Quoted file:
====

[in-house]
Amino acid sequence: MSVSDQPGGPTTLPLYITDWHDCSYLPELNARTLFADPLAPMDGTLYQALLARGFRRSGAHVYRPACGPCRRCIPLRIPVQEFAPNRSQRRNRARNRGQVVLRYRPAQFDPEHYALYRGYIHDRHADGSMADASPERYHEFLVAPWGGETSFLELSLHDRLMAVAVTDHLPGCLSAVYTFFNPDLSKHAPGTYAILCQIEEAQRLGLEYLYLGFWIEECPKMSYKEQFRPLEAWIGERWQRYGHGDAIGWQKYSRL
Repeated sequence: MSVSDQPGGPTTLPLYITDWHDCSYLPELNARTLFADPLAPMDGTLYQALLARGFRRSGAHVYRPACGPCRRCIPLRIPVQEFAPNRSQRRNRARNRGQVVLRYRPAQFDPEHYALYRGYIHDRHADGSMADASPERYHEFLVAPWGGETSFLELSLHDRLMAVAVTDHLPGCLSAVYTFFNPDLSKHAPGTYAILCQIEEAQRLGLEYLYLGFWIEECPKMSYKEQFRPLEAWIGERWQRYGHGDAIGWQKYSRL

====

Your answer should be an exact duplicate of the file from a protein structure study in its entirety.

[in-house]
Amino acid sequence: MSVSDQPGGPTTLPLYITDWHDCSYLPELNARTLFADPLAPMDGTLYQALLARGFRRSGAHVYRPACGPCRRCIPLRIPVQEFAPNRSQRRNRARNRGQVVLRYRPAQFDPEHYALYRGYIHDRHADGSMADASPERYHEFLVAPWGGETSFLELSLHDRLMAVAVTDHLPGCLSAVYTFFNPDLSKHAPGTYAILCQIEEAQRLGLEYLYLGFWIEECPKMSYKEQFRPLEAWIGERWQRYGHGDAIGWQKYSRL
Repeated sequence: MSVSDQPGGPTTLPLYITDWHDCSYLPELNARTLFADPLAPMDGTLYQALLARGFRRSGAHVYRPACGPCRRCIPLRIPVQEFAPNRSQRRNRARNRGQVVLRYRPAQFDPEHYALYRGYIHDRHADGSMADASPERYHEFLVAPWGGETSFLELSLHDRLMAVAVTDHLPGCLSAVYTFFNPDLSKHAPGTYAILCQIEEAQRLGLEYLYLGFWIEECPKMSYKEQFRPLEAWIGERWQRYGHGDAIGWQKYSRL